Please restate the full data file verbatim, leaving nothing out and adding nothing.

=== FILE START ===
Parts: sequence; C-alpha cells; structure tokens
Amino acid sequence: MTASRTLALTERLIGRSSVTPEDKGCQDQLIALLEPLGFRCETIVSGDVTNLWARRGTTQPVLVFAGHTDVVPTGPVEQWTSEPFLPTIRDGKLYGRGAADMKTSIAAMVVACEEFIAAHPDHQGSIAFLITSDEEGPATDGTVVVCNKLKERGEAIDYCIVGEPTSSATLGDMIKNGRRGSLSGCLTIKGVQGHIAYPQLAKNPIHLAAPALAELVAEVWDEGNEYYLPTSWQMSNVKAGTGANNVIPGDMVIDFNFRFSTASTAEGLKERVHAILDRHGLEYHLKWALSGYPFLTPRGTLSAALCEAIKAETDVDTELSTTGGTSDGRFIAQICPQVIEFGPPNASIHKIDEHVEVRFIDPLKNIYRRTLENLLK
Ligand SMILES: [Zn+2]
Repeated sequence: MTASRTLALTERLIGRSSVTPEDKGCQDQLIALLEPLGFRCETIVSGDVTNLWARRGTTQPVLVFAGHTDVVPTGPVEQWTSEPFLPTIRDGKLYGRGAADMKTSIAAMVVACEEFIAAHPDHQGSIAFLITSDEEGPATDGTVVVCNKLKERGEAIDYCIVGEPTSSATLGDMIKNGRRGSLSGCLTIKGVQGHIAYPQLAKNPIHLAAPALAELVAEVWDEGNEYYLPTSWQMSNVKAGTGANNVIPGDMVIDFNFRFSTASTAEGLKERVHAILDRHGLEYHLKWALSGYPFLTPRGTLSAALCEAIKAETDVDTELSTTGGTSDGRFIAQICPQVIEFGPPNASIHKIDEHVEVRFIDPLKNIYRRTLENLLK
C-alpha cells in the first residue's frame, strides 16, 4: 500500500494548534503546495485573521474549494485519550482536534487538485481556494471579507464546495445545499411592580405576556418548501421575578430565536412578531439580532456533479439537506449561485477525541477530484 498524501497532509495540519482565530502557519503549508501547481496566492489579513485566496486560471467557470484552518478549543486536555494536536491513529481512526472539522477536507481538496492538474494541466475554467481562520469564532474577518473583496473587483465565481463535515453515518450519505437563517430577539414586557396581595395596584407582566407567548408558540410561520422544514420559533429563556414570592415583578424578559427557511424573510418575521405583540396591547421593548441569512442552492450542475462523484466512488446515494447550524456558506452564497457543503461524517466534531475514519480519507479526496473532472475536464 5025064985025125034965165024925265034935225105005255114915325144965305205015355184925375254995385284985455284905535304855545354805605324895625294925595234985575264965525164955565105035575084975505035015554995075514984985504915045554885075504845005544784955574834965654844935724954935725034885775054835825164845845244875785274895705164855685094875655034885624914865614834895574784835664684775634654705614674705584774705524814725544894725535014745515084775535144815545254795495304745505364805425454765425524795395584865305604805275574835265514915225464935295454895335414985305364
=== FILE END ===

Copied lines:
Parts: sequence; C-alpha cells; structure tokens
Amino acid sequence: MTASRTLALTERLIGRSSVTPEDKGCQDQLIALLEPLGFRCETIVSGDVTNLWARRGTTQPVLVFAGHTDVVPTGPVEQWTSEPFLPTIRDGKLYGRGAADMKTSIAAMVVACEEFIAAHPDHQGSIAFLITSDEEGPATDGTVVVCNKLKERGEAIDYCIVGEPTSSATLGDMIKNGRRGSLSGCLTIKGVQGHIAYPQLAKNPIHLAAPALAELVAEVWDEGNEYYLPTSWQMSNVKAGTGANNVIPGDMVIDFNFRFSTASTAEGLKERVHAILDRHGLEYHLKWALSGYPFLTPRGTLSAALCEAIKAETDVDTELSTTGGTSDGRFIAQICPQVIEFGPPNASIHKIDEHVEVRFIDPLKNIYRRTLENLLK
Ligand SMILES: [Zn+2]
Repeated sequence: MTASRTLALTERLIGRSSVTPEDKGCQDQLIALLEPLGFRCETIVSGDVTNLWARRGTTQPVLVFAGHTDVVPTGPVEQWTSEPFLPTIRDGKLYGRGAADMKTSIAAMVVACEEFIAAHPDHQGSIAFLITSDEEGPATDGTVVVCNKLKERGEAIDYCIVGEPTSSATLGDMIKNGRRGSLSGCLTIKGVQGHIAYPQLAKNPIHLAAPALAELVAEVWDEGNEYYLPTSWQMSNVKAGTGANNVIPGDMVIDFNFRFSTASTAEGLKERVHAILDRHGLEYHLKWALSGYPFLTPRGTLSAALCEAIKAETDVDTELSTTGGTSDGRFIAQICPQVIEFGPPNASIHKIDEHVEVRFIDPLKNIYRRTLENLLK
C-alpha cells in the first residue's frame, strides 16, 4: 500500500494548534503546495485573521474549494485519550482536534487538485481556494471579507464546495445545499411592580405576556418548501421575578430565536412578531439580532456533479439537506449561485477525541477530484 498524501497532509495540519482565530502557519503549508501547481496566492489579513485566496486560471467557470484552518478549543486536555494536536491513529481512526472539522477536507481538496492538474494541466475554467481562520469564532474577518473583496473587483465565481463535515453515518450519505437563517430577539414586557396581595395596584407582566407567548408558540410561520422544514420559533429563556414570592415583578424578559427557511424573510418575521405583540396591547421593548441569512442552492450542475462523484466512488446515494447550524456558506452564497457543503461524517466534531475514519480519507479526496473532472475536464 5025064985025125034965165024925265034935225105005255114915325144965305205015355184925375254995385284985455284905535304855545354805605324895625294925595234985575264965525164955565105035575084975505035015554995075514984985504915045554885075504845005544784955574834965654844935724954935725034885775054835825164845845244875785274895705164855685094875655034885624914865614834895574784835664684775634654705614674705584774705524814725544894725535014745515084775535144815545254795495304745505364805425454765425524795395584865305604805275574835265514915225464935295454895335414985305364